Scientists have shut down the Large Hadron Collider (LHC) located at the particle physics laboratory CERN in Geneva for two years for upgrades. The large particle accelerator has reached an energy level of 13 trillion electron volts.

With adjustments, the particle collider will increase the rate of proton smash ups by almost a factor of five. The 27-kilometer particle accelerator requires two years for maintenance work and improving its capabilities.

“In addition to many other beautiful results, over the past few years the LHC experiments have made tremendous progress in the understanding of the properties of the Higgs boson,” said Fabiola Gianotti, CERN Director-General. “The Higgs boson is a special particle, very different from the other elementary particles observed so far; its properties may give us useful indications about physics beyond the Standard Model.”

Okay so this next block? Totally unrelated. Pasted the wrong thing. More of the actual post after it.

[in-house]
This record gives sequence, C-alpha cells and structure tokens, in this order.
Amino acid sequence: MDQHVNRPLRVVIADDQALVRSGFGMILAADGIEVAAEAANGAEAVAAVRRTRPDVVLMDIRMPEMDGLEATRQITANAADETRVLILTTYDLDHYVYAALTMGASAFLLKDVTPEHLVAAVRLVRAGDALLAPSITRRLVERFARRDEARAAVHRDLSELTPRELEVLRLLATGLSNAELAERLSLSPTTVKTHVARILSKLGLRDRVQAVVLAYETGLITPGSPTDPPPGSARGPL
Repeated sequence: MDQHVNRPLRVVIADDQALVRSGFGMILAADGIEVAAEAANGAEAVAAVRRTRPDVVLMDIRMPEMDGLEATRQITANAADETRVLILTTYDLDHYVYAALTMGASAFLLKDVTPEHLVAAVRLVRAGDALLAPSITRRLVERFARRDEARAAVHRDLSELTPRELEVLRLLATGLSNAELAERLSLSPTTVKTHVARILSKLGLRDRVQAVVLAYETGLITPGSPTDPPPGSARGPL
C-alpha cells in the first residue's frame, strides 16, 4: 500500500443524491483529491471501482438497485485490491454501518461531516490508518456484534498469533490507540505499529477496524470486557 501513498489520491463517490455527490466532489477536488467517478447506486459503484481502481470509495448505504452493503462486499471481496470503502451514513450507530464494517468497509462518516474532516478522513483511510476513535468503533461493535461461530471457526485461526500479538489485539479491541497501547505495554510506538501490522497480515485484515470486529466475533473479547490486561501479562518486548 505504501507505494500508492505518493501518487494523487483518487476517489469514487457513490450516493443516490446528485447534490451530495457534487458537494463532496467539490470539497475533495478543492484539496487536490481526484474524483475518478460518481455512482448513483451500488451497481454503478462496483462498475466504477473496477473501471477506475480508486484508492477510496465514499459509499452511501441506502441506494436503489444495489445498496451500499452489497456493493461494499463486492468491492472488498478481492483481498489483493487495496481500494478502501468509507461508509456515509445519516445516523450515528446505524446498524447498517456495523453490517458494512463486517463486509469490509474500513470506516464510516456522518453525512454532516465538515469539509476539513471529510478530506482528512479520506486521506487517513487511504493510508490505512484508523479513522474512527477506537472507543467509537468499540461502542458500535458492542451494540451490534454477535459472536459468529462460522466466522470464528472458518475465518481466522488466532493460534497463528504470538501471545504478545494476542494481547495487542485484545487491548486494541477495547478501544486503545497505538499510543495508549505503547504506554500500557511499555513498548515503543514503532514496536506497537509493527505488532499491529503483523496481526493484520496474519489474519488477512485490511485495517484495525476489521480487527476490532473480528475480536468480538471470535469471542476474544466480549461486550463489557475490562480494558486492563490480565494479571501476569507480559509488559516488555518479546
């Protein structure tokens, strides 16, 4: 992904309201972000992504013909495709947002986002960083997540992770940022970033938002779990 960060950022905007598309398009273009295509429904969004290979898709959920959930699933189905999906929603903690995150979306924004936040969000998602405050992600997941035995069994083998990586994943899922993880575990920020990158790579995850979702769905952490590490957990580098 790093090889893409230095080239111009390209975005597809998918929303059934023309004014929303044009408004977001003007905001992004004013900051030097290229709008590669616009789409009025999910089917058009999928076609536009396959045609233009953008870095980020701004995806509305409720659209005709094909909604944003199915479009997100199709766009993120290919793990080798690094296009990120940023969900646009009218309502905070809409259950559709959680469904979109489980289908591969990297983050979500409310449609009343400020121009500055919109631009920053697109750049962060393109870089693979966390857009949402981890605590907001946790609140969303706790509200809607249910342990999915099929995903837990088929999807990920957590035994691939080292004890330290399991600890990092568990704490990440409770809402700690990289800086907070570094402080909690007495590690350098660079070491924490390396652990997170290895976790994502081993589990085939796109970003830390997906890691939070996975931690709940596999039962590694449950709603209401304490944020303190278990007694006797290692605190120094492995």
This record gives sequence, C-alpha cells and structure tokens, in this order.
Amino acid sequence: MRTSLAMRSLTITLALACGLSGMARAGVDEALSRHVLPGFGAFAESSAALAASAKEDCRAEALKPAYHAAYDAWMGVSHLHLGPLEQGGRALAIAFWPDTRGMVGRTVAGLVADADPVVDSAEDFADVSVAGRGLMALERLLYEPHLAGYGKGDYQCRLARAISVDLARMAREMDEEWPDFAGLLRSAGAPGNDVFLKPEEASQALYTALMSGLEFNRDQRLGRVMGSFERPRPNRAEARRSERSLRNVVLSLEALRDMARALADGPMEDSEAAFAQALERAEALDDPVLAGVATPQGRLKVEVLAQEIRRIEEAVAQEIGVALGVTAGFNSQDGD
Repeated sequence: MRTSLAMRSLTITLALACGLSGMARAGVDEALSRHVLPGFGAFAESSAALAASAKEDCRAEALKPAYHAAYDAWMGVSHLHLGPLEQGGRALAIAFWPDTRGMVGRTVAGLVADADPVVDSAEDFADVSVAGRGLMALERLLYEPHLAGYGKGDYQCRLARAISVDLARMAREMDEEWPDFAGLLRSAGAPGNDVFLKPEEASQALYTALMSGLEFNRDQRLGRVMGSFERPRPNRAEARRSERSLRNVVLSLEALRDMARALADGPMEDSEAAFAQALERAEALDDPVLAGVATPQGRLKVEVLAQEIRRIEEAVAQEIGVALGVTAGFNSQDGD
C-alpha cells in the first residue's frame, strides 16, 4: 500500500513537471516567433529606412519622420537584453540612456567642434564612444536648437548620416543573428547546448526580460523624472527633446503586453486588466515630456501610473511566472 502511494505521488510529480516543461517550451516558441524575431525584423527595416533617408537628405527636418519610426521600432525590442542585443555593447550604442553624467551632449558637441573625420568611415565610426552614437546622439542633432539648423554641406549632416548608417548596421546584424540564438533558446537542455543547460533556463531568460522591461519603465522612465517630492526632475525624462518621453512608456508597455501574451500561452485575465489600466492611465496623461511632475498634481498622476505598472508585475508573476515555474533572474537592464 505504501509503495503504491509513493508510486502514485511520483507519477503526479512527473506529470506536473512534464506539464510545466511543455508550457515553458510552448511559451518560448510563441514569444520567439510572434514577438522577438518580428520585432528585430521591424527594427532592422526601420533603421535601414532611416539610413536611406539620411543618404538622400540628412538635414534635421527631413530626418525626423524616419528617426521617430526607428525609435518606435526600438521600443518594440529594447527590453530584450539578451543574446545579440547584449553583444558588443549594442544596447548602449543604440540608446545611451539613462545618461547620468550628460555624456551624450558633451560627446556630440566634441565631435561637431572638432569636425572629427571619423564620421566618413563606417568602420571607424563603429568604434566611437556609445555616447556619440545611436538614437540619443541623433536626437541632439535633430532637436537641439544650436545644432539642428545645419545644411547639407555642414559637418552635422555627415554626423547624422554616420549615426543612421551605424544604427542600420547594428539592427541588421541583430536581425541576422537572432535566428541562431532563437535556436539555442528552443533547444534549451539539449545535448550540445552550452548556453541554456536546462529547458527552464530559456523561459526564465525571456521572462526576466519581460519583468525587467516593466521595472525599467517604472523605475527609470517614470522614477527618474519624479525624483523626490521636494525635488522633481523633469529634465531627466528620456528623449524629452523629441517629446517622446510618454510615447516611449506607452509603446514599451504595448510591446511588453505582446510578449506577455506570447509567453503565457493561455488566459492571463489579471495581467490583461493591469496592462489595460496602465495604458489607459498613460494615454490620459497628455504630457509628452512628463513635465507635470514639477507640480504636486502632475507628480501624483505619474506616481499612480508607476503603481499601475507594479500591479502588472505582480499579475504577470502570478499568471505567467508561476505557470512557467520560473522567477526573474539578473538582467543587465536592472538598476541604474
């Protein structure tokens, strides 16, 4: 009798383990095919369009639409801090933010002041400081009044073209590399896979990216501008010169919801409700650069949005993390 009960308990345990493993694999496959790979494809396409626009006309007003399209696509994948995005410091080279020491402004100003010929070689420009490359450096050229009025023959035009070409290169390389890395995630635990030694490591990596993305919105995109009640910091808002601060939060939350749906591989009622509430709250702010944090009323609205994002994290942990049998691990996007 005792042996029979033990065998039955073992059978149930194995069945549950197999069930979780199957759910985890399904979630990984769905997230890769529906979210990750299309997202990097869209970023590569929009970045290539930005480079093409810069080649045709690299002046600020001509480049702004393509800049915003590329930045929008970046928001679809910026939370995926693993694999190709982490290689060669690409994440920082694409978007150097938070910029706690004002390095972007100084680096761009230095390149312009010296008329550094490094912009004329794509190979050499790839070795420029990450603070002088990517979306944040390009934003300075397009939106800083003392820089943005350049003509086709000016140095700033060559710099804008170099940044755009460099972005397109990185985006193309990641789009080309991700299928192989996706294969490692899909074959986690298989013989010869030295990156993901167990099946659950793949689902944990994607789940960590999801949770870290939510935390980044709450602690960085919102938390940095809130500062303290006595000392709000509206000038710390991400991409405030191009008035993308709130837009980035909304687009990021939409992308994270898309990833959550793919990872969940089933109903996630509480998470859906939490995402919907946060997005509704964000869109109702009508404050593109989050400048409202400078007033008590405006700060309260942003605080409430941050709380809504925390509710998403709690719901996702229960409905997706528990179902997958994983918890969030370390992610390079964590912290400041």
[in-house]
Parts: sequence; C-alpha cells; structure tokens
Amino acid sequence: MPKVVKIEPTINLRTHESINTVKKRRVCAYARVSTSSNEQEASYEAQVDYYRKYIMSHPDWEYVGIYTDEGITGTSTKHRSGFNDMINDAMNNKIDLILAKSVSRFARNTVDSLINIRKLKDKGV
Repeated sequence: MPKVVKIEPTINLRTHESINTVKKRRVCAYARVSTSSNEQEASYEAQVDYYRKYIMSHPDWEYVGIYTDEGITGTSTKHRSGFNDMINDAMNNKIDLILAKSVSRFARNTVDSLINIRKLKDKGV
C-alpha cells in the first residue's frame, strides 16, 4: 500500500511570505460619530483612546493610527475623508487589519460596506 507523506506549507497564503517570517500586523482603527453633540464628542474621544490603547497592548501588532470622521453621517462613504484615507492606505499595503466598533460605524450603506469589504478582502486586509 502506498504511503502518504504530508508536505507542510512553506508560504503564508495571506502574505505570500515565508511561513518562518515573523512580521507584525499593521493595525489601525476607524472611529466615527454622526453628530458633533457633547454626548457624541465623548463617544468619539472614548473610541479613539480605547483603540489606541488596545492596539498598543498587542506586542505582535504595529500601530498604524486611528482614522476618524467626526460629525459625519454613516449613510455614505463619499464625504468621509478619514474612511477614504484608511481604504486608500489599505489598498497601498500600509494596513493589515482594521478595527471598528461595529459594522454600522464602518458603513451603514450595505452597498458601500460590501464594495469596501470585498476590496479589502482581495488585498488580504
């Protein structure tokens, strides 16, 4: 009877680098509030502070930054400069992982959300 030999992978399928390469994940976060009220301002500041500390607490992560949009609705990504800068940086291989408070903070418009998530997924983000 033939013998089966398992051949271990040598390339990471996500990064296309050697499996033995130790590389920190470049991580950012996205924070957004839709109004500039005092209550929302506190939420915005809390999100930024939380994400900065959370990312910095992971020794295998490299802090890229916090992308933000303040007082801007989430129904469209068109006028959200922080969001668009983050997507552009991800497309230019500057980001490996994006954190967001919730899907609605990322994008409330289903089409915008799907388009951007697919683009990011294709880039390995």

As the next set of experiments involves collisions at higher energies, the accelerator chain that provides LHC with protons will be altered to produce more intense beams. Software required to monitor the collisions and several other parts will be updated.

 “The second run of the LHC has been impressive, as we could deliver well beyond our objectives and expectations, producing five times more data than during the first run, at the unprecedented energy of 13 TeV [terra-electronVolt],” says Frédérick Bordry, CERN Director for Accelerators and Technology. “With this second long shutdown starting now, we will prepare the machine for even more collisions at the design energy of 14 TeV.”

The LHC was shut down for first time (L1) between 2013 and 2015. During this time, the collider was armed with more power and its detection capabilities were improved. The present shut down is called L2 (the Long Shutdown 2). The upgrades are part of the preparation for the project called High-Luminosity LHC (HL-LHC) project, which starts in 2025.


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